In a recent development, India”s electricity regulatory body, Central Electricity Authority (CEA) (New Delhi), directed the power ministry to commission a detailed study on how much coal would be required to bridge the demand-supply gap in the country, according to a report by Industrial Info Resources. The study will include short- and long-term analyses of coal requirements for fresh thermal power plants. Officials have indicated that the study has become imperative to assess coal requirements for the next 10 to 20 years and recommend improvements in the transmission, distribution and quality of power supplied.

During the 12th (2012-17) and 13th (2017-22) Five-Year plans, India is targeting new power generating capacity of 85,000 MW and 35,000 MW, respectively. By 2016-17, Industrial Info says the country”s requirement of coal to meet the projected power demand is estimated to reach 850 million tons, which is almost double India”s current demand of 434 million tons.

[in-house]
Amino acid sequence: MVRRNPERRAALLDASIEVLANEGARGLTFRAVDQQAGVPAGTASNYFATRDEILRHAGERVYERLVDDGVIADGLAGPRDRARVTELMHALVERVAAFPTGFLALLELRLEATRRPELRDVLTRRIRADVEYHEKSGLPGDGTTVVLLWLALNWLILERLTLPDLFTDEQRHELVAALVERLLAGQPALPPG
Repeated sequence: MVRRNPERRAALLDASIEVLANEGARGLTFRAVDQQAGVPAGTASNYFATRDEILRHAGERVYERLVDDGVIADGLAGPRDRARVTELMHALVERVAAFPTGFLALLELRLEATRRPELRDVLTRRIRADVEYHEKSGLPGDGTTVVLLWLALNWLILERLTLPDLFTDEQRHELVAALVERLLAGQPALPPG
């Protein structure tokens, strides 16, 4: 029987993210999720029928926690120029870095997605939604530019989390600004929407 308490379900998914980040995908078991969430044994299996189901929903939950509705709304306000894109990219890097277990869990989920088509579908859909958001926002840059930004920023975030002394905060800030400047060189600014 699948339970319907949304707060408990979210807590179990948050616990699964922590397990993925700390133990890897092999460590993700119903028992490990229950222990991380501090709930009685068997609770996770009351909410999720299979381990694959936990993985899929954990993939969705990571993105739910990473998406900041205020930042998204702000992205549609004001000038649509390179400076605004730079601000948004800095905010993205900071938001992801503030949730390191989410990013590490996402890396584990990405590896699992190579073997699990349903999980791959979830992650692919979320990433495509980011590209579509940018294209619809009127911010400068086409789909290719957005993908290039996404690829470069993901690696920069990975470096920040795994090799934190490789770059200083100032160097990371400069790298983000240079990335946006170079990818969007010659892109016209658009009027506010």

Several thermal power plants in India are facing acute coal-supply shortages, according to Industrial Info. Experts say coal stock of at least 15 to 30 days is necessary at each power plant to ensure uninterrupted power generation. However, in a recent CEA report, about 17 power plants in the country were operating with less than one week”s stock. Another 15 power generating facilities had coal stock for only four operating days. The report also indicates the state-owned Coal India Limited (Kolkata, West Bengal), which is India”s primary coal supplier, had slipped its targets in April, May and June. Supply issues are likely to continue in July as well.

Sriprakash Jaiswal, Minister of State for Coal, said that the Ministry would invest about $86 million in 2010-11 to develop road and waterway infrastructure. The investment is expected to provide alternate routes to railways and facilitate easier movement of coal to various power projects.

Recently, commenting on India”s growth drivers, Prime Minister Dr. Manmohan Singh indicated the power sector is a major deterrent to India”s target of attaining economic growth of 9 percent. In 2009-10, this sector posted losses of about $8.61 billion. As of March 31, 2010, about 30 percent of the power generated in India was lost due to commercial, transmission, distribution and technical issues. India”s transmission and distribution losses are considered the highest worldwide, according to Industrial Info.

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